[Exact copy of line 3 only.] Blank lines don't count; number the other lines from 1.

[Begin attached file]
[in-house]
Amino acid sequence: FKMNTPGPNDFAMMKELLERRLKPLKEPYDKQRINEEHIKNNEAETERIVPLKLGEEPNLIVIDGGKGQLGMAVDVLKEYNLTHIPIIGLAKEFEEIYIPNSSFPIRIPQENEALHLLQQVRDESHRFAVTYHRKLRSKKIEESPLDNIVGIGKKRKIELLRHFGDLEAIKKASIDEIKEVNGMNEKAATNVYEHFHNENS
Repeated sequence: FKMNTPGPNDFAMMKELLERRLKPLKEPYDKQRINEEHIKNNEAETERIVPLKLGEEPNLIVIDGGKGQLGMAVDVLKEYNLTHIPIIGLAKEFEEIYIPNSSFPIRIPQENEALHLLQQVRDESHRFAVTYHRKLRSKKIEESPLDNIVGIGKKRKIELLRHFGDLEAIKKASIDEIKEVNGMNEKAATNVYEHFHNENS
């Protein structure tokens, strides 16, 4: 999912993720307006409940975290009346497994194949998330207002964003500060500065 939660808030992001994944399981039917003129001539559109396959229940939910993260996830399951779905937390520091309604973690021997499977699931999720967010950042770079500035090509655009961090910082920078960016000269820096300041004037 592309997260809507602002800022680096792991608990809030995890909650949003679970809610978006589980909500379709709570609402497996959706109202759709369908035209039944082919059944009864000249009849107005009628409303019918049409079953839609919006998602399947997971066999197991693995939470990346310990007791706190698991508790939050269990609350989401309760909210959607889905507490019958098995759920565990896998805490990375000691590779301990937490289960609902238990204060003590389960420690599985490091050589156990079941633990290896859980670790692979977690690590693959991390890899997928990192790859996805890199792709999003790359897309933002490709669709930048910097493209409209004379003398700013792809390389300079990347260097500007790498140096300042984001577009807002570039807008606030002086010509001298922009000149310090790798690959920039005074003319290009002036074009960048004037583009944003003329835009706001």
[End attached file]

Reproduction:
Repeated sequence: FKMNTPGPNDFAMMKELLERRLKPLKEPYDKQRINEEHIKNNEAETERIVPLKLGEEPNLIVIDGGKGQLGMAVDVLKEYNLTHIPIIGLAKEFEEIYIPNSSFPIRIPQENEALHLLQQVRDESHRFAVTYHRKLRSKKIEESPLDNIVGIGKKRKIELLRHFGDLEAIKKASIDEIKEVNGMNEKAATNVYEHFHNENS